The basic idea of a color map is that the atom-attribute will be within a range of values, and that range is associated with a series of colors (e.g. red, blue, green). An atom’s specific value (vx = -3.2) can then mapped to the series of colors (e.g. halfway between red and blue), and a specific color is determined via an interpolation procedure.

There are many possible options for the color map, enabled by the amap keyword. Here are the details.

The lo and hi settings determine the range of values allowed for the atom attribute. If numeric values are used for lo and/or hi, then values that are lower/higher than that value are set to the value. I.e. the range is static. If lo is specified as min or hi as max then the range is dynamic, and the lower and/or upper bound will be calculated each time an image is drawn, based on the set of atoms being visualized.

The style setting is two letters, such as “ca”. The first letter is either “c” for continuous, “d” for discrete, or “s” for sequential. The second letter is either “a” for absolute, or “f” for fractional.

A continuous color map is one in which the color changes continuously from value to value within the range. A discrete color map is one in which discrete colors are assigned to sub-ranges of values within the range. A sequential color map is one in which discrete colors are assigned to a sequence of sub-ranges of values covering the entire range.

An absolute color map is one in which the values to which colors are assigned are specified explicitly as values within the range. A fractional color map is one in which the values to which colors are assigned are specified as a fractional portion of the range. For example if the range is from -10.0 to 10.0, and the color red is to be assigned to atoms with a value of 5.0, then for an absolute color map the number 5.0 would be used. But for a fractional map, the number 0.75 would be used since 5.0 is 3/4 of the way from -10.0 to 10.0.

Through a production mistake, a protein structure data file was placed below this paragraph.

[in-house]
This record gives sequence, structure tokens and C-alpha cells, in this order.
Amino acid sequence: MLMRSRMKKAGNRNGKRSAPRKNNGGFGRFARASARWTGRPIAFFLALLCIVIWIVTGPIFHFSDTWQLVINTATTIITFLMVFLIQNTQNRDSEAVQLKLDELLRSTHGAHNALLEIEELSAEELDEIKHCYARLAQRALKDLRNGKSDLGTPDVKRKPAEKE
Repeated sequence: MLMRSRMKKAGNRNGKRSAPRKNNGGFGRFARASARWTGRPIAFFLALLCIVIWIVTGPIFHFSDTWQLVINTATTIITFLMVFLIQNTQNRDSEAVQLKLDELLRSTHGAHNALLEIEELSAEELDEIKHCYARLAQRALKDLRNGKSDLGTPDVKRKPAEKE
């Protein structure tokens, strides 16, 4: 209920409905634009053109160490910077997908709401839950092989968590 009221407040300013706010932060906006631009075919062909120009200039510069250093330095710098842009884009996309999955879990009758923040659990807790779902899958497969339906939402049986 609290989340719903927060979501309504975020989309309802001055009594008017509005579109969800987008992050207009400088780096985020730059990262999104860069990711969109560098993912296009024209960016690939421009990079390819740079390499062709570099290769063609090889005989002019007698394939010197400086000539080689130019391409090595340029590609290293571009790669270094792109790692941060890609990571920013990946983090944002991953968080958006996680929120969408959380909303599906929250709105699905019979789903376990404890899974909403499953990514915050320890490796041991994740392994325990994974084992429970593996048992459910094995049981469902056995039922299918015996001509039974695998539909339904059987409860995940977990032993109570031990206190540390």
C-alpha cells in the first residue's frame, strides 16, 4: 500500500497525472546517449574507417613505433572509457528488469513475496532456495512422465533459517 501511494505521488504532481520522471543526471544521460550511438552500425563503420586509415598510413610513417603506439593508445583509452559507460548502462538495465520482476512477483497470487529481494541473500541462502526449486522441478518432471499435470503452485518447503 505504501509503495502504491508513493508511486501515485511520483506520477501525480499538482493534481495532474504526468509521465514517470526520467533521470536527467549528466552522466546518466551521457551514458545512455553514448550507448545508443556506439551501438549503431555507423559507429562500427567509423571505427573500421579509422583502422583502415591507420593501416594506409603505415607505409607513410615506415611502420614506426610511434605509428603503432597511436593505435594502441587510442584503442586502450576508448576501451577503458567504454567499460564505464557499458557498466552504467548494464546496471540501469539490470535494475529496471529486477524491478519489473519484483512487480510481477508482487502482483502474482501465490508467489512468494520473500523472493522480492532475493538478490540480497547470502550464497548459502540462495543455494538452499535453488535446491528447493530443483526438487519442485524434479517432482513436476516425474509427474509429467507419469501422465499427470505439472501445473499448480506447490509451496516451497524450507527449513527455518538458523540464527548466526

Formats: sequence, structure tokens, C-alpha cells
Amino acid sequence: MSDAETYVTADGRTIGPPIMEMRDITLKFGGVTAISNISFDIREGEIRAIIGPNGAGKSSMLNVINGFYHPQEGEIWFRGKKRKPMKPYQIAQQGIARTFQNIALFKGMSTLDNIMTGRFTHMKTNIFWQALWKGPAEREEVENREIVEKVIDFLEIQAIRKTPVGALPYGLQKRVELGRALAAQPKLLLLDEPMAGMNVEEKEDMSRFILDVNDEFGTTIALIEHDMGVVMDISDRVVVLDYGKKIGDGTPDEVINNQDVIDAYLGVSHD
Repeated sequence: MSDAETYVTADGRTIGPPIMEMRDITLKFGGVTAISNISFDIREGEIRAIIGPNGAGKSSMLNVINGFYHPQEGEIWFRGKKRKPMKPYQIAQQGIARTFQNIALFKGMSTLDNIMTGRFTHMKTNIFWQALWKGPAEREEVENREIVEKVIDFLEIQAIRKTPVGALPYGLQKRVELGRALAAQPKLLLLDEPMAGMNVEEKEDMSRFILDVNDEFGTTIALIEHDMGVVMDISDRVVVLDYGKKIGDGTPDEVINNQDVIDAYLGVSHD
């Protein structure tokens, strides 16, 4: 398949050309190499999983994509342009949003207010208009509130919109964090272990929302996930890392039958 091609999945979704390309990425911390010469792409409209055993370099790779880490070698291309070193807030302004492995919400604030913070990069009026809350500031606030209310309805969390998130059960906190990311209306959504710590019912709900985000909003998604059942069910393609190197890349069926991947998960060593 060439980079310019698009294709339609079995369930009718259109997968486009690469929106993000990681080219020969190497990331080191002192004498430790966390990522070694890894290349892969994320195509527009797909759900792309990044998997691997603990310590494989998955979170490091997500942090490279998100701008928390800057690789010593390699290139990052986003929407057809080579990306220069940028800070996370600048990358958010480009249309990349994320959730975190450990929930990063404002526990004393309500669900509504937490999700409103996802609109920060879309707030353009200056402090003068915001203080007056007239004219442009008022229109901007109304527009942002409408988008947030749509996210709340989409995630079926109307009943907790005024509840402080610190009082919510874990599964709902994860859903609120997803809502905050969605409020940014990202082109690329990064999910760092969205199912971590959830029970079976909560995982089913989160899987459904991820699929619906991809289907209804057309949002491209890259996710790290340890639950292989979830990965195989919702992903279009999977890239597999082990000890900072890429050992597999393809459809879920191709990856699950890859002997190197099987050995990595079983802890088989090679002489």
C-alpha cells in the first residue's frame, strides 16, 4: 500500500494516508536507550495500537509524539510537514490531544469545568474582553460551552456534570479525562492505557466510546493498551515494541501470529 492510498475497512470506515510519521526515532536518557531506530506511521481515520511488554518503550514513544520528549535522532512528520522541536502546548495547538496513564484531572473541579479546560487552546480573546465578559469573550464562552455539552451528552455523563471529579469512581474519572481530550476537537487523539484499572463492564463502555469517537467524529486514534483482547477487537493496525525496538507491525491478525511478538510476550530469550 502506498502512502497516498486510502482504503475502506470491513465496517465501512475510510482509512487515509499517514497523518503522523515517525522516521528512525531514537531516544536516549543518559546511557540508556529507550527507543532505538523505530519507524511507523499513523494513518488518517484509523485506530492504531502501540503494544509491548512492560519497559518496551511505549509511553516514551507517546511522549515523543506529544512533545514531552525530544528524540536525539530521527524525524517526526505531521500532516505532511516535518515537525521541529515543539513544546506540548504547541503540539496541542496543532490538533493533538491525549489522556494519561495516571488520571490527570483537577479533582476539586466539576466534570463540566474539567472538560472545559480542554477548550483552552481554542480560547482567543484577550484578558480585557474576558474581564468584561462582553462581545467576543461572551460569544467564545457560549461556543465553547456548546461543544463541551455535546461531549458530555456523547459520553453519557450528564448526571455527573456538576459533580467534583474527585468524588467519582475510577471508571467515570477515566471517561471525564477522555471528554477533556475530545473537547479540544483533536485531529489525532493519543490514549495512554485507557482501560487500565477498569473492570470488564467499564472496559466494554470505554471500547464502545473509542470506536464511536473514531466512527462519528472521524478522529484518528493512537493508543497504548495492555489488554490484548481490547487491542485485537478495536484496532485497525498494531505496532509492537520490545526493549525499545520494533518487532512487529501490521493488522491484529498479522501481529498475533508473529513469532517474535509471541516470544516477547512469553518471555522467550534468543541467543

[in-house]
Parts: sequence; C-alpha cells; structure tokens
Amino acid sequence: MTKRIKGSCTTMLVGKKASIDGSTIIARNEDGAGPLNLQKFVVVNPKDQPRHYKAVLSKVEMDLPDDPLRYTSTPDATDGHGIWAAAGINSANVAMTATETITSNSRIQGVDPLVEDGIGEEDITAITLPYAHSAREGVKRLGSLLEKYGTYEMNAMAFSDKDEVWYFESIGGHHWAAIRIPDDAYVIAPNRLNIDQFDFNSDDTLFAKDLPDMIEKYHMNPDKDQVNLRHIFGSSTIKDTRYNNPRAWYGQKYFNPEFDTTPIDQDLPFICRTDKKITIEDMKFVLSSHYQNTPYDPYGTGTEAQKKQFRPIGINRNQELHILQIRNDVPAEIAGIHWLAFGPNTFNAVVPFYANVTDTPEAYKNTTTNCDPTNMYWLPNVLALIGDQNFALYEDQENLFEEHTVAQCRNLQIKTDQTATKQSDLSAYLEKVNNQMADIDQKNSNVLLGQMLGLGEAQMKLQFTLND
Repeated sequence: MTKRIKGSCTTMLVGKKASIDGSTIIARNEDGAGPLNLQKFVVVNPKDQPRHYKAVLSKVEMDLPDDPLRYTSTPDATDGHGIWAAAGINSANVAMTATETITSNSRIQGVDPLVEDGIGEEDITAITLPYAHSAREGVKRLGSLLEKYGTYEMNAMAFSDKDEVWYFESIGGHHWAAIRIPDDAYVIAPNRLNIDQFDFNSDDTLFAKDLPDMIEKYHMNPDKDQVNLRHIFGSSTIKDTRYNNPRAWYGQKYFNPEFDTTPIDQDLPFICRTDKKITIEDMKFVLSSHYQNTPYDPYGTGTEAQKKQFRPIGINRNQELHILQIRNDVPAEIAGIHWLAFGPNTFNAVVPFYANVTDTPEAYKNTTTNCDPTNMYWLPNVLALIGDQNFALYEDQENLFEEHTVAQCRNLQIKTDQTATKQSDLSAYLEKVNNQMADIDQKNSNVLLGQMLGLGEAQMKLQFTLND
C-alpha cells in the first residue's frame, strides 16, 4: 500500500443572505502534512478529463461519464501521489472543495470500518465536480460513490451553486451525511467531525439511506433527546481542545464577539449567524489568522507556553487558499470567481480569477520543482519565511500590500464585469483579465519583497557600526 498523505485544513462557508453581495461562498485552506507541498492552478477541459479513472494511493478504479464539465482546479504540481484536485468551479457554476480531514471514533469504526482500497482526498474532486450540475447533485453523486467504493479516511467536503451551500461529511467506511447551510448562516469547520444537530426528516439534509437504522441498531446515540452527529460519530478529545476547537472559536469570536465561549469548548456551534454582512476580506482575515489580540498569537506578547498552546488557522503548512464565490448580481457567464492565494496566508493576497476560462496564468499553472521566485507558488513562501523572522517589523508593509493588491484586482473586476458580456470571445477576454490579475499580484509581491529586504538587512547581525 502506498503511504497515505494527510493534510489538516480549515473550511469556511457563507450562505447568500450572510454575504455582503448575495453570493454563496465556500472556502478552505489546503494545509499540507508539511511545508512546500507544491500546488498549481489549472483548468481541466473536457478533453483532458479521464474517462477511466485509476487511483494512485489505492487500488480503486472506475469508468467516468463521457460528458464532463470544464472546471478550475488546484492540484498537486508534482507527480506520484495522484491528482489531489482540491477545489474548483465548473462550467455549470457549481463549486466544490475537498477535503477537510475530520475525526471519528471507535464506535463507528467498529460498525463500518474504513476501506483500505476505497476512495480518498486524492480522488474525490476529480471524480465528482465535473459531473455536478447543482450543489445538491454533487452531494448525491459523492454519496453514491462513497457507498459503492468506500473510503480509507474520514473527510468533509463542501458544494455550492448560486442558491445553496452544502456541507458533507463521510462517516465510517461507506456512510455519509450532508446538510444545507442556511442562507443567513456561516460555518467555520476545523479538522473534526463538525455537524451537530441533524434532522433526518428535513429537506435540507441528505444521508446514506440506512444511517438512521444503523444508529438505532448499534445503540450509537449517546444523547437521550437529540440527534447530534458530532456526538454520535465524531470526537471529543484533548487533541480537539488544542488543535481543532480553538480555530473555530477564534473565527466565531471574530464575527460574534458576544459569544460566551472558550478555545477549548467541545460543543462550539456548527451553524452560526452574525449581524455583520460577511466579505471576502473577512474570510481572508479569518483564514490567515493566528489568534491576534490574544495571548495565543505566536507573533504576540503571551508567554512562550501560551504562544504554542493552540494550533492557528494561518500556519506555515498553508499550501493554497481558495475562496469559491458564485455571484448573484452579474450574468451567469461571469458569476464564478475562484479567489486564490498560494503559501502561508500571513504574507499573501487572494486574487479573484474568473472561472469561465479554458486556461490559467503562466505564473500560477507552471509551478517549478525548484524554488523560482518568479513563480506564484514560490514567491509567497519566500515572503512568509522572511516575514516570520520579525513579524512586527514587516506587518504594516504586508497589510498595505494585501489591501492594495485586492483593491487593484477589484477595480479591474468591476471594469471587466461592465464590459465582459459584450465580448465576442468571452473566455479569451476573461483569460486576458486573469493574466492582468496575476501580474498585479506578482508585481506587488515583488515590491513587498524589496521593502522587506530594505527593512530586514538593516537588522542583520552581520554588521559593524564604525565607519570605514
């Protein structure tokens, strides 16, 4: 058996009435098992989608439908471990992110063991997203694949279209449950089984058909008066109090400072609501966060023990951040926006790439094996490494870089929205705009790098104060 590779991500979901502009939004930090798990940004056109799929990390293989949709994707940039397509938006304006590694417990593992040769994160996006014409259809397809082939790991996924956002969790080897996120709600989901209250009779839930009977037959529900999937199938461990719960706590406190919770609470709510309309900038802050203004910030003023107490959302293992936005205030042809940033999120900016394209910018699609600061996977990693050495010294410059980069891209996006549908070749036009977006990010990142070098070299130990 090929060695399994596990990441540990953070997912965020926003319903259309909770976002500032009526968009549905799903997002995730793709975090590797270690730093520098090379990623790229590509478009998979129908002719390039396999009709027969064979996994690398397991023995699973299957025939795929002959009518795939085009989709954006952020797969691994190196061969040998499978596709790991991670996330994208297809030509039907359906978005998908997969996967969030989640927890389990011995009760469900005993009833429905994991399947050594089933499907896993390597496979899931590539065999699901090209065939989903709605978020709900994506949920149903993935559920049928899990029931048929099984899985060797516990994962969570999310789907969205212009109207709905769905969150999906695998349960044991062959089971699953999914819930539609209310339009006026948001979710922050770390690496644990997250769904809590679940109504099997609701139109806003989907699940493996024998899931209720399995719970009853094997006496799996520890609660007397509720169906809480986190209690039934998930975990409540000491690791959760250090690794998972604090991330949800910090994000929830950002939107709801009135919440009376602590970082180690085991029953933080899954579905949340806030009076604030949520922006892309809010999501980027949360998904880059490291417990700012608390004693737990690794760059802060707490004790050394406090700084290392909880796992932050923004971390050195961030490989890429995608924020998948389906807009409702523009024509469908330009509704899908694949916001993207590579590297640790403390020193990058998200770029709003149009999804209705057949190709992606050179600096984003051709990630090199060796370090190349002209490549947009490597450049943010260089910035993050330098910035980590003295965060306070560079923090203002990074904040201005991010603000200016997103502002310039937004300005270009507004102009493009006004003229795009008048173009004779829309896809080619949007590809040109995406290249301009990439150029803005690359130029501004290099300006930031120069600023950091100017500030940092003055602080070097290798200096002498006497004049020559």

The delta setting must be specified for all styles, but is only used for the sequential style; otherwise the value is ignored. It specifies the bin size to use within the range for assigning consecutive colors to. For example, if the range is from \(-10.0\) to \(10.0\) and a delta of \(1.0\) is used, then 20 colors will be assigned to the range. The first will be from \(-10.0 \le \text{color1} < -9.0\), then second from \(-9.0 \le color2 < -8.0\), etc.

The N setting is how many entries follow. The format of the entries depends on whether the color map style is continuous, discrete or sequential. In all cases the color setting can be any of the 140 pre-defined colors (see below) or a color name defined by the dump_modify color option.

For continuous color maps, each entry has a value and a color. The value is either a number within the range of values or min or max. The value of the first entry must be min and the value of the last entry must be max. Any entries in between must have increasing values. Note that numeric values can be specified either as absolute numbers or as fractions (0.0 to 1.0) of the range, depending on the “a” or “f” in the style setting for the color map.